Monday, November 8th, 2010

Xilinx has found the first major commercial IC fab problem which through-silicon vias (TSV) can solve: barrier-to-entry for large FPGAs and pseudo-SoC chips. BetaSights recently covered TSV technology pushed as a “solution looking for a problem,” and forecast use of TSV in silicon-interposers (“2.5D”) as the only significant near-term commercial volume. Ed Sperling at Chip Design recently covered TSV technology pulled as part of 3D stacking for 28nm and below chips. For Xilinx’s 28nm node Vertex-7 product, TSMC will use a 65nm node fab line to form TSV in silicon interposers along with multi-level-metal (MLM) interconnects.

Xilinx uses passive silicon-based interposers, microbumps, and through-silicon vias (TSV) for its 28nm node 7-series FPGAs (Source: Xilinx)

Xilinx uses passive silicon-based interposers, microbumps, and through-silicon vias (TSV) for its 28nm node 7-series FPGAs (Source: Xilinx)

The device is made using micro-bump assembly and a special FPGA architecture to match the interposers (figure). The multi-chip device delivers lower levels of power consumption, system cost, and circuit board complexity compared to using multiple FPGAs, each in their own package, for the same application. “Compared with traditional monolithic FPGAs, multi-chip packaging approach is an innovative way to deliver large-scale programmability with favorable yield, reliability, thermal gradient, and stress tolerance characteristics,” said Shang-yi Chiang, senior vice president of R&D at TSMC. Specs include up to 2.4Terabits/sec I/O bandwidth and 4.7 TMACS DSP performance.

Data flows between the FPGA dice and the interposer through more than 10,000 routing connections, providing over 100X the die-to-die connectivity bandwidth per watt at one-fifth the latency compared to prior multi-chip packages, without consuming any high-speed serial or parallel I/O resources. Xilinx claims that TSMC’s 28nm HPL (high-performance, low-power) process technology for the base FPGA device provides a comfortable power budget in the package.

Xilinx positions the 2 million logic cells possible in the device as extending the range of applications which can be addressed by an FPGA. “Our stacked silicon interconnect packaging approach makes this remarkable achievement possible,” said Vincent Tong, Xilinx senior vice president. “Five years of Xilinx research and development coupled with industry leading technology from TSMC and our assembly suppliers has made possible our efforts to provide an innovative solution…” The device targets next generation 100GE line cards, 300G bridges, Terabit switch fabric, 100G OTN muxponder, RADAR, and ASIC emulation.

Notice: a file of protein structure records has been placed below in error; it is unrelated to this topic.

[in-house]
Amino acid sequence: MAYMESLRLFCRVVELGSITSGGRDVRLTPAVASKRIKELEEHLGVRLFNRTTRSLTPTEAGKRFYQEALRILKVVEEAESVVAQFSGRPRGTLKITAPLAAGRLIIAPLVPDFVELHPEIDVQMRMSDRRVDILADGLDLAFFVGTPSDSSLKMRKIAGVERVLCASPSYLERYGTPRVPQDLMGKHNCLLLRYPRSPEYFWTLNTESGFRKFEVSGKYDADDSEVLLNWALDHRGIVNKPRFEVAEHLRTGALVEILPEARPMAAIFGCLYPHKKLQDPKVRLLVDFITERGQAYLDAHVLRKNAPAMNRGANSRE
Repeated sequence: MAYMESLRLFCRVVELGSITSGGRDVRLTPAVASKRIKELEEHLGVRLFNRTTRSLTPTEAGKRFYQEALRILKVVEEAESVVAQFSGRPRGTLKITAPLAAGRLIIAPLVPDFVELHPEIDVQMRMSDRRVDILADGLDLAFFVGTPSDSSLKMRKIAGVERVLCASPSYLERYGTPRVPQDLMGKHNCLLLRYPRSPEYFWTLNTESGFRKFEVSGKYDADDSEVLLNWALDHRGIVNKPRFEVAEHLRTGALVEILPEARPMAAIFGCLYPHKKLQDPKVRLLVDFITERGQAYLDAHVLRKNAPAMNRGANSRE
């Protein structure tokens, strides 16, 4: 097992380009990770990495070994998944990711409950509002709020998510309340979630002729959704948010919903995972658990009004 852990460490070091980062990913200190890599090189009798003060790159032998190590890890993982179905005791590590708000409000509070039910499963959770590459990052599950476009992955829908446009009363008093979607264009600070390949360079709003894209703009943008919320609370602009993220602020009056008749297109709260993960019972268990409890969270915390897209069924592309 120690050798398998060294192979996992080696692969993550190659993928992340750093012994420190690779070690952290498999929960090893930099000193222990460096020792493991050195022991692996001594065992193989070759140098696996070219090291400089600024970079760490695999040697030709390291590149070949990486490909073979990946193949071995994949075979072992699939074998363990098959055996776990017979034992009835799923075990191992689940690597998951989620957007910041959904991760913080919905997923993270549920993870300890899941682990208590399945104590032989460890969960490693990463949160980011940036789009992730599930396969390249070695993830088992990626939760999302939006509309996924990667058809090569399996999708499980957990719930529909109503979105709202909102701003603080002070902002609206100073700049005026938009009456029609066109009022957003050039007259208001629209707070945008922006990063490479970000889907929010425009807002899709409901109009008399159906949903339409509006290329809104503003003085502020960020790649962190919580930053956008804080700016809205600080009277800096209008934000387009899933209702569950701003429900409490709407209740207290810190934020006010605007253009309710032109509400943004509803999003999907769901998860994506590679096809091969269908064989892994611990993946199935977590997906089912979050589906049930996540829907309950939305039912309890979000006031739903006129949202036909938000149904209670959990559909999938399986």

Integration benefits of TSV interposers

“The Virtex-7 2000T FPGA using stacked silicon interconnect technology is a significant step in FPGA evolution and will enable ARM to implement the latest cores and platform solutions within a single FPGA. This will reduce our development effort, reduce power, and improve performance compared to a multi-FPGA approach,” said John Cornish, EVP and general manager, System Design Division, ARM. “We have been a long time user of the Virtex FPGA technology in the ARM Versatile Express SoC prototyping solutions and this will surely extend our strong position.”

Rolf Aschenbrenner leads Si-interposer work at Fraunhofer-IZM

Not specified by Xilinx but generally known is that silicon-interposers easily incorporate passive circuit elements such as resistors, capacitors, and inductors. If you have already committed to the integration expense of interposers for other reasons, then you almost certainly will want to take advantage of ability to integrate passives. All Silicon Systems Integration Dresden (ASSID) program within Fraunhofer IZM works on Cu-TSVs with diameters in the 2-20 ?m range, and on functionality extensions of 300mm silicon interposers with passives. Rolf Aschenbrenner (figure) has recently been appointed as the deputy head of Fraunhofer IZM, and co-head of the Systems Integration and Interconnect Technologies department.

Time-to-market for both large FPGAs and FPGA-based SoCs should be improved by the use of TSV-interposers. Xilinx claims it was challenged by some of it’s customers to be able to supply high-volumes of 2M-gate FPGAs almost immediately after the start of production, when line yields are still low. Modeling showed that early line defect levels would kill most 2M-gate chips but most 0.5M-gate chips would yield, so combining four of the latter using a high-bandwidth silicon-interposer will allow the functionality to reach market much faster. Xilinx is now proving software design support to beta customers, and initial devices will be available in the 2nd half of 2011.

Vertex-7 designs are available as part of “EasyPath-7” software, allowing portability to lower cost while lower performing FPGA families. The Artix-7 familyoptimized for lowest power and lowest cost using wire-bond chip-scale BGA packagingaddresses cost-sensitive, high-volume markets like portable ultrasound, digital camera control, and software defined radio. The Kintex-7 family optimized for low power signal processing using BlockRAM and DSPis for wireless LTE infrastructure equipment, LED backlit and 3D digital video displays, medical imaging, and avionics imaging systems.

On November 16, the San Francisco Bay Area (SFBA) Nanotechnology Council Chapter of the IEEE is hosting a ½-day symposium next week on “Nanoelectronics: Innovation and Implementation” that will include a presentation by TSMC vice president of technology applications Di Ma on “Technology Challenges in 28nm CMOS and Beyond.” GloFo and Samsung will also give presentations at the event, which will be held on National Semiconductor’s campus in Santa Clara. Stay tuned for more news on 2.5D ICs. –E.K.

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